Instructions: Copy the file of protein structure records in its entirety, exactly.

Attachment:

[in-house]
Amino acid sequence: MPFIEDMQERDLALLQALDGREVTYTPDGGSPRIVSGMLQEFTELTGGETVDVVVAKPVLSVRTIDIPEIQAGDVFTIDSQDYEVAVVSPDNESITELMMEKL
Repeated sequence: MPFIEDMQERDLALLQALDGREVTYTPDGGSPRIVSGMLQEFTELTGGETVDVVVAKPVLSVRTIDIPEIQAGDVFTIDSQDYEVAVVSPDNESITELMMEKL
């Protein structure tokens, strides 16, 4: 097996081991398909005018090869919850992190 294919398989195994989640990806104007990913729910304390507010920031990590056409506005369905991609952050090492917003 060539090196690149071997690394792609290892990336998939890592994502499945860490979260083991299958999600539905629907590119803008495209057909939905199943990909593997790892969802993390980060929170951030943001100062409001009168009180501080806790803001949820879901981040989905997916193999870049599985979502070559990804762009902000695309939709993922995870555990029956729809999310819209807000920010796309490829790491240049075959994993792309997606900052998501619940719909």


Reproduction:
[in-house]
Amino acid sequence: MPFIEDMQERDLALLQALDGREVTYTPDGGSPRIVSGMLQEFTELTGGETVDVVVAKPVLSVRTIDIPEIQAGDVFTIDSQDYEVAVVSPDNESITELMMEKL
Repeated sequence: MPFIEDMQERDLALLQALDGREVTYTPDGGSPRIVSGMLQEFTELTGGETVDVVVAKPVLSVRTIDIPEIQAGDVFTIDSQDYEVAVVSPDNESITELMMEKL
């Protein structure tokens, strides 16, 4: 097996081991398909005018090869919850992190 294919398989195994989640990806104007990913729910304390507010920031990590056409506005369905991609952050090492917003 060539090196690149071997690394792609290892990336998939890592994502499945860490979260083991299958999600539905629907590119803008495209057909939905199943990909593997790892969802993390980060929170951030943001100062409001009168009180501080806790803001949820879901981040989905997916193999870049599985979502070559990804762009902000695309939709993922995870555990029956729809999310819209807000920010796309490829790491240049075959994993792309997606900052998501619940719909």